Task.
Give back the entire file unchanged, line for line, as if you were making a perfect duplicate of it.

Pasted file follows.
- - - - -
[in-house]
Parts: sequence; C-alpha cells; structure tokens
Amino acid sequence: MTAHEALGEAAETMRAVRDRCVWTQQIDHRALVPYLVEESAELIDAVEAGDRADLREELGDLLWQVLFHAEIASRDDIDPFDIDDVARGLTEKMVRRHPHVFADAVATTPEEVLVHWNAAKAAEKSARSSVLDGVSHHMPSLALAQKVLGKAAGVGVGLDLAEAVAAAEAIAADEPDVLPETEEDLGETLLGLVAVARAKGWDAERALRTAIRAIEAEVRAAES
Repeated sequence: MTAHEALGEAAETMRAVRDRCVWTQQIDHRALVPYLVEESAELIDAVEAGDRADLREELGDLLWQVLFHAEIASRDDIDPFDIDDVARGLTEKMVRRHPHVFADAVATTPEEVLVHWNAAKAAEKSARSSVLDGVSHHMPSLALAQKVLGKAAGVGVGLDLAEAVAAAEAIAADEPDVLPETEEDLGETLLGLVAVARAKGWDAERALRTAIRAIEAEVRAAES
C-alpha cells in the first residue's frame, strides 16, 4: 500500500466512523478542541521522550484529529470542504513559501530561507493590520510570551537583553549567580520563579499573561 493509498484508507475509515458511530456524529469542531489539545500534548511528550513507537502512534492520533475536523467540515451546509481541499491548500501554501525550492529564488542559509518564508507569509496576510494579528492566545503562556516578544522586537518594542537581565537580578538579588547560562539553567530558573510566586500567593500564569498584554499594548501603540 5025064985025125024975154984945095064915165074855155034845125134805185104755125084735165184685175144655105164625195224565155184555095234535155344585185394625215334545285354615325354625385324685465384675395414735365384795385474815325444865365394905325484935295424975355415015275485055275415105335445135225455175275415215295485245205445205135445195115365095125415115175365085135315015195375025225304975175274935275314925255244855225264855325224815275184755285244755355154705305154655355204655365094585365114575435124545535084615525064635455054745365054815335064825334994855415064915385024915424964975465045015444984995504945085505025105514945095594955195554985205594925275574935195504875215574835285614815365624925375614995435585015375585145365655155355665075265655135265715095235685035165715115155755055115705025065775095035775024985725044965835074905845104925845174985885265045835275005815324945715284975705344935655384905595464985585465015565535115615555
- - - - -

[in-house]
Parts: sequence; C-alpha cells; structure tokens
Amino acid sequence: MTAHEALGEAAETMRAVRDRCVWTQQIDHRALVPYLVEESAELIDAVEAGDRADLREELGDLLWQVLFHAEIASRDDIDPFDIDDVARGLTEKMVRRHPHVFADAVATTPEEVLVHWNAAKAAEKSARSSVLDGVSHHMPSLALAQKVLGKAAGVGVGLDLAEAVAAAEAIAADEPDVLPETEEDLGETLLGLVAVARAKGWDAERALRTAIRAIEAEVRAAES
Repeated sequence: MTAHEALGEAAETMRAVRDRCVWTQQIDHRALVPYLVEESAELIDAVEAGDRADLREELGDLLWQVLFHAEIASRDDIDPFDIDDVARGLTEKMVRRHPHVFADAVATTPEEVLVHWNAAKAAEKSARSSVLDGVSHHMPSLALAQKVLGKAAGVGVGLDLAEAVAAAEAIAADEPDVLPETEEDLGETLLGLVAVARAKGWDAERALRTAIRAIEAEVRAAES
C-alpha cells in the first residue's frame, strides 16, 4: 500500500466512523478542541521522550484529529470542504513559501530561507493590520510570551537583553549567580520563579499573561 493509498484508507475509515458511530456524529469542531489539545500534548511528550513507537502512534492520533475536523467540515451546509481541499491548500501554501525550492529564488542559509518564508507569509496576510494579528492566545503562556516578544522586537518594542537581565537580578538579588547560562539553567530558573510566586500567593500564569498584554499594548501603540 5025064985025125024975154984945095064915165074855155034845125134805185104755125084735165184685175144655105164625195224565155184555095234535155344585185394625215334545285354615325354625385324685465384675395414735365384795385474815325444865365394905325484935295424975355415015275485055275415105335445135225455175275415215295485245205445205135445195115365095125415115175365085135315015195375025225304975175274935275314925255244855225264855325224815275184755285244755355154705305154655355204655365094585365114575435124545535084615525064635455054745365054815335064825334994855415064915385024915424964975465045015444984995504945085505025105514945095594955195554985205594925275574935195504875215574835285614815365624925375614995435585015375585145365655155355665075265655135265715095235685035165715115155755055115705025065775095035775024985725044965835074905845104925845174985885265045835275005815324945715284975705344935655384905595464985585465015565535115615555